I am excited to share two new products from students in the United States who have been working closely with Hindogbae and the Bumpe Ngao Chiefdom in Sierra Leone. Both of these schools work closely with World Leadership School
on their global initiatives. Congratulations to all on these inspiring student-driven products!Town School for Boys
(San Francisco, California) has been doing a project on exponentials in their high school Algebra class (8th grade). Once they realized, through the math, that a donation now has more impact than it will in even a few weeks, they mounted a fundraising campaign to support the grassroots work in Bumpe. Please see and share their video below. Teachers: Hilary McArthur and Garrett Frank.
The Madeira School (McLean, Virginia) is doing a project on Ebola eradication in a new course called Contemporary Issues in Science (12th grade). Their first product, which is embedded below, is a Public Service Announcement for use in Bumpe Ngao Chiefdom, which was created at Hindo’s request–and which features a Mende soundtrack students found on the CDC website. Their second product, a documentary film designed to explain the science and engage a western audience, will be finished in early January, 2015. Teacher: Ashley Johnson.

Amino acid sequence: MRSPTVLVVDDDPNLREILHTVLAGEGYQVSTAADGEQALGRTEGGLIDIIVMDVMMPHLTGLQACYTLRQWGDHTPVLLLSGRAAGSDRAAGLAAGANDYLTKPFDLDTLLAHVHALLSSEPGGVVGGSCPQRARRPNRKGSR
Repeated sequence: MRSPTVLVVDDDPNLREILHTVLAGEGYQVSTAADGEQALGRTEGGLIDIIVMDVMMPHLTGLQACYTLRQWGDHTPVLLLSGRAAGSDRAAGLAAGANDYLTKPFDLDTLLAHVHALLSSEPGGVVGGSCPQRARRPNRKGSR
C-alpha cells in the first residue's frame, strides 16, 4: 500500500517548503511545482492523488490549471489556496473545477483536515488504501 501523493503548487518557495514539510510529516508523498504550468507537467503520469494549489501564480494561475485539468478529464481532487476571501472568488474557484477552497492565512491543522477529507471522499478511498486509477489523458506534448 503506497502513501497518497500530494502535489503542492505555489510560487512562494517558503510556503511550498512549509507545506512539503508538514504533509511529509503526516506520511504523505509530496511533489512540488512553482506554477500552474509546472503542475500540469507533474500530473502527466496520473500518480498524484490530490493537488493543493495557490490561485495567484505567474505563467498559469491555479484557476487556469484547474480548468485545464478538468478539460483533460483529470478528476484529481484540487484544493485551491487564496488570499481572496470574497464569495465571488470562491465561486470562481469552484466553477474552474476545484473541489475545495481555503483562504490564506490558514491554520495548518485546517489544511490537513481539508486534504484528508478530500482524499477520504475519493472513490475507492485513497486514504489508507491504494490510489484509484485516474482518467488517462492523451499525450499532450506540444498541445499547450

Here are a few reflections from Ben, the Town School student who did the bulk of the film editing for his team:“I really enjoyed this project, and I think that as we have grown to be 8th graders, the projects we do more apply to real world topics. This has pushed me to take more care in my work and create meaningful products for very real dilemmas such as Ebola. I spent most of my Tuesday night finishing our poster and video at school, something I probably wouldn’t have done if the overall goal of the project hadn’t meant what it did. These kinds of projects are also open-ended and allows the students to contribute in their own ways, and in my case, making a video. That is a great segue into my role in this 8th grade project. I joined the video team along with Ethan and Freddie. My decision was based on that fact of an video idea I had before the brainstorm. I knew I couldn’t make as much of a difference on the bake sale, assembly, or the other teams, and that making a video was a way I could help the cause the most. I wanted to start small, advertising for Hindo’s cause in our community. The video is underway now but here is the initial storyboard:Overall this project was a realization of the Ebola epidemic. Being here in the US, I often forget of the problems that don’t involve myself. But after talking to Hindo and hearing about his experiences, I really wanted to do something. To help in anyway I could for the people of West Africa and give to people like Hindo.As for the math part, Exponential equations are also a very real thing. Especially when discussing and predicting things that grow rapidly, they will be a great addition to our math arsenal.